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r2k-in-the-vortex t1_j1cn0sl wrote

The reason the swords were rather short was because the steel was rather shit. To make longer swords you need more sophisticated methods which they didn't have, or you need to put in a lot more elbow grease to work impurities out of the steel making the sword much more expensive. Over centuries the sword making economy shifted to longer and more expensive blades


WeHaveSixFeet t1_j1d6jwu wrote

I thought the reason the gladius was short was that it allowed the legionaries to get up close and personal with the enemy. The Gauls used longswords. That gets you a couple of good pokes at the Roman's shield before the Roman is in your face. You don't have room to use your longsword, while he's getting stabby. Same goes for spears: very effective until the enemy is up close, then useless.


wegqg t1_j1d8bpx wrote

This ^ celtic longswords were used as slashing weapons and became a hindrance in the press - gladii were able to thrust out between the shield wall and were used, sensibly, as thrusting weapons.


r2k-in-the-vortex t1_j1dk7ni wrote

All else being equal, more reach means more likely to come out the winner, you only need one poke. But all is not equal, longer blade is also heavier and harder to maneuver where it needs to go. That's why length of blade depends on quality of steel, with better quality you can make it longer without compromising weight and strength too much. But if you don't have the quality you end up with a slow club that just isn't that good to use. Romans couldn't have made something like a rapier if they wanted to, their metallurgy wasn't up to snuff.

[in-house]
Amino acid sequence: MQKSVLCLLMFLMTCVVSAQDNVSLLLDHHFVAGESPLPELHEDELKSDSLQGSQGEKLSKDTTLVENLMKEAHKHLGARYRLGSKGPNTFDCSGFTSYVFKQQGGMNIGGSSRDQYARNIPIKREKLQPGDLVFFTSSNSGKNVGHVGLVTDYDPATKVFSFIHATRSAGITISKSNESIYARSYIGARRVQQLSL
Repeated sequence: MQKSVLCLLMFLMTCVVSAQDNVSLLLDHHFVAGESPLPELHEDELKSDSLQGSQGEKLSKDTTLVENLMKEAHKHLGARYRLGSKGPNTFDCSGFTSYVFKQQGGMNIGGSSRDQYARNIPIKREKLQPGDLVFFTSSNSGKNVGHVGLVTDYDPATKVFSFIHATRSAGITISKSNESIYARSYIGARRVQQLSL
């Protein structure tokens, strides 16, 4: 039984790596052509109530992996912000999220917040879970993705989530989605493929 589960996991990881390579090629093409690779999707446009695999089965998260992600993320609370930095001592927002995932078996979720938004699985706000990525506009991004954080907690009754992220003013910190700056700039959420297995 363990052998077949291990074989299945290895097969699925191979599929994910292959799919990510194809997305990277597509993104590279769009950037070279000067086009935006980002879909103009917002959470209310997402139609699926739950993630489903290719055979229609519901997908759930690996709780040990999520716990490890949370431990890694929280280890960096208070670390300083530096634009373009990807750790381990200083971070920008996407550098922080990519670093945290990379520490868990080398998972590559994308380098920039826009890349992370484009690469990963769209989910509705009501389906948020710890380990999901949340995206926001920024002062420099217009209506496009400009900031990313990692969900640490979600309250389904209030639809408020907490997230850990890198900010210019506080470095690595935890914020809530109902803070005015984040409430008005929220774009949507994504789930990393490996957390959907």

Thraling t1_j1j7doq wrote

Besides what has already being said (the Celtic sword was used for slashing, not poking), they were typically in bronze, not iron


AnaphoricReference t1_j1pkmwb wrote

Yes. They had no almost no control over how hard the iron would turn out. The real cost would be in fuel and skilled labour. If the weapon turned out too brittle or soft for its purpose, you had to start all over again.

If you compare the standard types of side arms armies used in those days:

- The small hand axe (Franciska, Tomahawk) needs one hard edge, but is otherwise not prone to bending or breaking.

- The long knife (Seax) needs one hard edge and a stiff back.

- The short short (Gladius) needs two hard edges and a stiff centerline. This is an order of magnitude more difficult to achieve. Needs to be stiff enough not to bend or break when stabbing a shield or armour.

- The long sword (Spatha) needs two hard edges and a long stiff centerline, that is stiff enough not to break or bend when blocked halfway with another weapon. Again an order of magnitude more difficult than a short sword.

The small axe was a weaponized common tool that was within reach of any household. Owning a seax was fairly common as well, but would have been more expensive. A functioning long sword was really something else. Not because of the amount of material, but the amount of trying (and fuel) that went into it.

The main advantage the Romans had, was centralization and industrialization of weapon making. More fuel and labour dedicated to it.

Edit: To gain some insight into how involved weaponsmithing would be in those times: Try to build a fire of 1500 degrees celsius using just wood. It is impossible.